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Some processors support locked operations on two (or more) locations. java.util.concurrent.atomic does not expose these operations. –  Tom Hawtin - tackline Aug 6 '09 at 7:40
    
Tom, the way I understand it that would need to be an atomic swap operation supported on the hardware level. Although it's possible to swap using microlocking through CAS the synchronisation need to extend past the swap operation itself, because the order of swaps matter. –  Vlad Gudim Aug 6 '09 at 9:45

"The principal threat to scalability in concurrent applications is the exclusive resource lock." - Java Concurrency in Practice.

I think you need a lock, but as others mention that lock can be more granular than it is at present.

You can use lock striping like java.util.concurrent.ConcurrentHashMap.

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The API you mentioned, as already stated by others, may only be used to set values of a single object, not an array. Nor even for two objects simultaneously, so you wouldn't have a secure swap anyway.

The solution depends on your specific situation. Can the array be replaced by another data structure? Is it also changing in size concurrently?

If you must use an array, it could be changed it to hold updatable objects (not primitive types nor a Char), and synchronize over both being swapped. S data structure like this would work:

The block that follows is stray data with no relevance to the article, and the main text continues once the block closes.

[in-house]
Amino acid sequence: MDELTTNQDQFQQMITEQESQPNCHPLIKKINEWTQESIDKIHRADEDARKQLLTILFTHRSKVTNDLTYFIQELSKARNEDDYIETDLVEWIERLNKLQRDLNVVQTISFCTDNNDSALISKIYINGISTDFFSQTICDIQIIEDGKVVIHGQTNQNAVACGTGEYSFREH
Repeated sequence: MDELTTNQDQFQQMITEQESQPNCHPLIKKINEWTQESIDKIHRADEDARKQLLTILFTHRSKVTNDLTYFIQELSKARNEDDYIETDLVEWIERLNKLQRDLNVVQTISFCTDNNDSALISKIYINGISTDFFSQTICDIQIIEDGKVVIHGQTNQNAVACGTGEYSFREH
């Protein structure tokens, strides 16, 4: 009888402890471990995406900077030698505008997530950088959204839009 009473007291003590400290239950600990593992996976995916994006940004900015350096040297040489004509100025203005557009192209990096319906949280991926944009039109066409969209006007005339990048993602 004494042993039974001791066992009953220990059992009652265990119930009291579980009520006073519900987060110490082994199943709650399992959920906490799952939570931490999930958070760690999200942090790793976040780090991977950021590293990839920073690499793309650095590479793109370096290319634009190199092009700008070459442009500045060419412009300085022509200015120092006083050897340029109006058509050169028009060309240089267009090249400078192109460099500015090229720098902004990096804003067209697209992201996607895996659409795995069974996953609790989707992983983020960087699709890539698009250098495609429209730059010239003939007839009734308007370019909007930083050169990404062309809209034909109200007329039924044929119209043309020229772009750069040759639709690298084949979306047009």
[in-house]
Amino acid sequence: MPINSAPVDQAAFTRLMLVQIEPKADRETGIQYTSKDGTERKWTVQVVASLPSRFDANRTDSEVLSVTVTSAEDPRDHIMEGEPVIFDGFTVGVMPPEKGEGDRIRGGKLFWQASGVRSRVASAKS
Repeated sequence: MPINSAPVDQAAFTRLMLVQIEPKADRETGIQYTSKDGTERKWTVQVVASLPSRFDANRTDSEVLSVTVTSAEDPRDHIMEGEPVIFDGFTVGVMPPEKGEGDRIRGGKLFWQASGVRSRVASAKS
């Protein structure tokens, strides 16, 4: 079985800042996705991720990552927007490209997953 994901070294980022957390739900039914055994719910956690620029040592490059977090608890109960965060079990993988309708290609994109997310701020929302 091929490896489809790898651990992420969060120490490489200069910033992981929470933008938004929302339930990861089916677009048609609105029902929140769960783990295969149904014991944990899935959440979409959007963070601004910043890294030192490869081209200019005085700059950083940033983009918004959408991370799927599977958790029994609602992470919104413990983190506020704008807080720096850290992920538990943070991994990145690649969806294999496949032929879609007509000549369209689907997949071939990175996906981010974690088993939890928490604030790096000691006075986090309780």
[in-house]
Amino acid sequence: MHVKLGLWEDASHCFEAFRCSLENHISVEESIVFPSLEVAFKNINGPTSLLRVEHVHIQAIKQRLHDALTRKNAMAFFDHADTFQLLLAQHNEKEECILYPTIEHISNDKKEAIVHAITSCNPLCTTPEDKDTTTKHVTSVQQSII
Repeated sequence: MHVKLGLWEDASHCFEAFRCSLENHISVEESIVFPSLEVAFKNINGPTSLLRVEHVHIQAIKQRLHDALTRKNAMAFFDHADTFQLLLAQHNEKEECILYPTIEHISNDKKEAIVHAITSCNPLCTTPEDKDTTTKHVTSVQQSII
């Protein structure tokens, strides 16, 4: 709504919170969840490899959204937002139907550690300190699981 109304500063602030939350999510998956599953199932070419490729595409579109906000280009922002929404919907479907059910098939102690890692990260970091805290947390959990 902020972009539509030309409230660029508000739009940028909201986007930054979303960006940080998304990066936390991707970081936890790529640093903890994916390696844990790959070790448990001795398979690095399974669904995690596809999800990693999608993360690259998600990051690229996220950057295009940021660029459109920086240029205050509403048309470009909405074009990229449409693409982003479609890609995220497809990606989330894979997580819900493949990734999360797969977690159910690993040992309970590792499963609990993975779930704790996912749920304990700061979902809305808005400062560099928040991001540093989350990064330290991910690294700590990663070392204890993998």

public class CharValue {
    public char c;
}

CharValue[] a = new CharValue[N];

Remember to use a deterministic synchronization order for not having a deadlocks (http://en.wikipedia.org/wiki/Deadlock#Circular_wait_prevention)! You could simply follow index ordering to avoid it.

If items should also be added or removed concurrently from the collection, you could use a Map instead, synchronize swaps on the Map.Entry'es and use a synchronized Map implementation. A simple List wouldn't do it because there are no isolated structures for retaining the values (or you don't have access to them).

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I don't think the AtomicReferenceFieldUpdater is meant for array access, and even if it were, it only provides atomic guarantees on one reference at a time. AFAIK, all the classes in java.util.concurrent.atomic only provide atomic access to one reference at a time. In order to change two or more references as one atomic operation, you must use some kind of locking.

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The closest you're going to get is java.util.concurrent.atomic.AtomicReferenceArray, which offers CAS-based operations such as boolean compareAndSet(int i, E expect, E update). It does not have a swap(int pos1, int pos2) operation though so you're going to have to emulate it with two compareAndSet calls.

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1  
Protected by a lock, I assume -- otherwise something nasty can happen between the first and the second call –  tucuxi Aug 5 '09 at 17:35
    
Nope, no locking should be done since we're doing compareAndSet and not set. Although the logic can get hairy. –  Robert Munteanu Aug 5 '09 at 17:56
    
And the downvote is for... –  Robert Munteanu Apr 25 '10 at 14:56